How Women Farmers are Changing U.S. Agriculture

A new book explores the way women farm, network, and create community around food.

Agroecology, Business

Women now account for 30 percent of the farm operators in the U.S., a number which has almost tripled in the last three decades, creating the fastest growing segment in agriculture. But beyond the numbers, women are at the forefront of an important shift in today’s farm landscape.

Namely, women tend to farm on smaller pieces of land, grow diverse crops, favor sustainable practices, and prioritize food over commodity crops.

In their new book, The Rise of Women Farmers and Sustainable Agriculture, a quintet of authors—Carolyn Sachs, Mary E. Barbercheck, Kathyrn Brasier, Nancy Ellen Kiernan, and Rachel Terman—take a close look at two trends happening simultaneously: an increase in the number of women farmers and a growing demand for sustainable agriculture.

Terman took time to share some insights into the trends and what she learned while researching the topic.

Why did you all decide to write about this topic?

We wanted to discuss the influential role that women farmers are playing in agriculture and look at how these two trends have come together and impacted each other. We also wanted to highlight the voices of women in agriculture and share their stories. The information in the book is based on 10 years of research with the Pennsylvania Women’s Agricultural Network.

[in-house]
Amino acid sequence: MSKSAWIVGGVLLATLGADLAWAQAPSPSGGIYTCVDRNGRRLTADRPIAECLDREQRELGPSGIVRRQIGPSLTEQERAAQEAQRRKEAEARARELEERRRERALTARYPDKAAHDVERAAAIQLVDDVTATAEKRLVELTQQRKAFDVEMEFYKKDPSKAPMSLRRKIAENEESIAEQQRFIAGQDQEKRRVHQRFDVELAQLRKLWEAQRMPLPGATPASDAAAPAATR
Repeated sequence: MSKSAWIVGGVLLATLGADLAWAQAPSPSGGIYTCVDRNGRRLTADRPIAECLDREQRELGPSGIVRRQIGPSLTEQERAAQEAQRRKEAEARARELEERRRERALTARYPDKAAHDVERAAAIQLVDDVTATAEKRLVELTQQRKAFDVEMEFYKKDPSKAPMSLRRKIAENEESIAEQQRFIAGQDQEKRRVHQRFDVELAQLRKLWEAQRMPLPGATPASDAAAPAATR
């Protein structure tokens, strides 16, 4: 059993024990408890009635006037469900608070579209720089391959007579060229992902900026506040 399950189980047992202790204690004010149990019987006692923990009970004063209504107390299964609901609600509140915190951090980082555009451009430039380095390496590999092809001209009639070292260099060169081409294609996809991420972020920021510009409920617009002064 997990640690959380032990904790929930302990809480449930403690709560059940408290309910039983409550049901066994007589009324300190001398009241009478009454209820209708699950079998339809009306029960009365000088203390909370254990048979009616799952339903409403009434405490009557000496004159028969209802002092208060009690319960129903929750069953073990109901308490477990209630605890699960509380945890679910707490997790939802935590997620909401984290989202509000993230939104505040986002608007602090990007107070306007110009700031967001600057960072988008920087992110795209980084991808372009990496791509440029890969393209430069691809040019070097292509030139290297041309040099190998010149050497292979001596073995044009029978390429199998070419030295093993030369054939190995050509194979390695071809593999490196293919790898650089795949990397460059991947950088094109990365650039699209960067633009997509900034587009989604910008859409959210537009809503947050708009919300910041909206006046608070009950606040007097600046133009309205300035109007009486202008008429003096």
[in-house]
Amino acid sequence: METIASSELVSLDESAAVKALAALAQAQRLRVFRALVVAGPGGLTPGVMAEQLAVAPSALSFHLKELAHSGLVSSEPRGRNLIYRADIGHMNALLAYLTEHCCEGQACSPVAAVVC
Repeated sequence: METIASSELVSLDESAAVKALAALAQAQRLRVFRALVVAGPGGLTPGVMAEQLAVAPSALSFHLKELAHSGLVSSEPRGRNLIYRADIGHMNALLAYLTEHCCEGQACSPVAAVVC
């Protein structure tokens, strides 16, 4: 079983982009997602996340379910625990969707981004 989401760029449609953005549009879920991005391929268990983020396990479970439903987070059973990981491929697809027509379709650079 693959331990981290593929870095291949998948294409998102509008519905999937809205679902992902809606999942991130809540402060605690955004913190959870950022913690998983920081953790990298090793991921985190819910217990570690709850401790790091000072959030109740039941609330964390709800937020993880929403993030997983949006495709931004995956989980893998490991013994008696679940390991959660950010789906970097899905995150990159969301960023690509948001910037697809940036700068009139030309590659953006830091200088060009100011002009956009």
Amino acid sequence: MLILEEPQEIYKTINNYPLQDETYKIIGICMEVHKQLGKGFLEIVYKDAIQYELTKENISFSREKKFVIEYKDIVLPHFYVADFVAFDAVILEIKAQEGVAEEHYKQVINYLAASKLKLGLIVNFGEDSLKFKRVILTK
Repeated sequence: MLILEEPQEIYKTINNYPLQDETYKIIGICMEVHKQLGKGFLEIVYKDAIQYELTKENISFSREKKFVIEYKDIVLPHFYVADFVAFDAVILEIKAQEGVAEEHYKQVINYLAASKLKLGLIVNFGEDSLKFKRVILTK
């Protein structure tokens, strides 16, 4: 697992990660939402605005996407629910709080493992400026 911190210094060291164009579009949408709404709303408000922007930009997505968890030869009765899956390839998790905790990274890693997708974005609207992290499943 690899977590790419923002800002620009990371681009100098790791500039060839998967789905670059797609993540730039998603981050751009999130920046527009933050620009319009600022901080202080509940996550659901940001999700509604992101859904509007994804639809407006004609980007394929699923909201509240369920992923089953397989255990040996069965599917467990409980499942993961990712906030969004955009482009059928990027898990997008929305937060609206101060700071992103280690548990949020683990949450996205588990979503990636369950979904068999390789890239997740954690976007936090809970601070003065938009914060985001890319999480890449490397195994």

Why focus on women in agriculture?

The census data was compelling. [Until 2002, the U.S. Department of Agriculture only allowed one principal operator to be counted; in most cases, a man claimed the title.] When the data collection changed, it allowed more women to claim the status of “farmer.” Over the last decade, the role women play in broader society has changed; more women are taking on identities as business owners and professionals. Because of this, there are more women who have been able to get into farming and we wanted to look at what role women are playing on the farm and how it was impacting agriculture.

What, if anything, makes women and men different as farmers?

Women tend to have less land to work with and less access to the labor and capital needed to get their operations up and running. For this reason, we’re seeing more women pursuing opportunities in sustainable and organic farming where they can farm on smaller pieces of land with less equipment. Women are also putting together farms in different ways than conventional agriculture. Their operations are more diversified and often include educational components.

Women have also been really good at developing networks of women farmers to share information. Learning how to farm and create business models can be overwhelming for new farmers. In other scenarios, farmers may be reticent to share information about their businesses, but we found that women who were successful farmers were willing to open up about what worked and didn’t. This kind of peer-to-peer networking has been an important innovation for women farmers.

In the book you write, “A profound shift is occurring among women working in agriculture—they are increasingly seeing themselves as farmers, not only as the wives or daughters of farmers.” Why do you think the shift has occurred?